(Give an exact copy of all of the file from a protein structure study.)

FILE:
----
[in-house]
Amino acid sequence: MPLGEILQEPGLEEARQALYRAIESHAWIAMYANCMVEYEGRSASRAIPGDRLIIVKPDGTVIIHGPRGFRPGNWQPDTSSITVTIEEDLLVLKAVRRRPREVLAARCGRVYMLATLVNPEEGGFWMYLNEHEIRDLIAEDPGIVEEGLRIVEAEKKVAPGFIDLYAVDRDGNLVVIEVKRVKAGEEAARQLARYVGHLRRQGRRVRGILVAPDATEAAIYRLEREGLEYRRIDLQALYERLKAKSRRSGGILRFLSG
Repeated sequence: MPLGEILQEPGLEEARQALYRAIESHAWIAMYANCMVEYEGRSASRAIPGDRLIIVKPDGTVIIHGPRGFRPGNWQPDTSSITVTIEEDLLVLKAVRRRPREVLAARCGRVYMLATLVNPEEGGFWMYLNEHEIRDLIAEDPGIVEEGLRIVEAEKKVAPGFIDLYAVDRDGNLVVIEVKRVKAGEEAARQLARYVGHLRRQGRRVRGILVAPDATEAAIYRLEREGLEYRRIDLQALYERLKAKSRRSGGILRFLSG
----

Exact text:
[in-house]
Amino acid sequence: MPLGEILQEPGLEEARQALYRAIESHAWIAMYANCMVEYEGRSASRAIPGDRLIIVKPDGTVIIHGPRGFRPGNWQPDTSSITVTIEEDLLVLKAVRRRPREVLAARCGRVYMLATLVNPEEGGFWMYLNEHEIRDLIAEDPGIVEEGLRIVEAEKKVAPGFIDLYAVDRDGNLVVIEVKRVKAGEEAARQLARYVGHLRRQGRRVRGILVAPDATEAAIYRLEREGLEYRRIDLQALYERLKAKSRRSGGILRFLSG
Repeated sequence: MPLGEILQEPGLEEARQALYRAIESHAWIAMYANCMVEYEGRSASRAIPGDRLIIVKPDGTVIIHGPRGFRPGNWQPDTSSITVTIEEDLLVLKAVRRRPREVLAARCGRVYMLATLVNPEEGGFWMYLNEHEIRDLIAEDPGIVEEGLRIVEAEKKVAPGFIDLYAVDRDGNLVVIEVKRVKAGEEAARQLARYVGHLRRQGRRVRGILVAPDATEAAIYRLEREGLEYRRIDLQALYERLKAKSRRSGGILRFLSG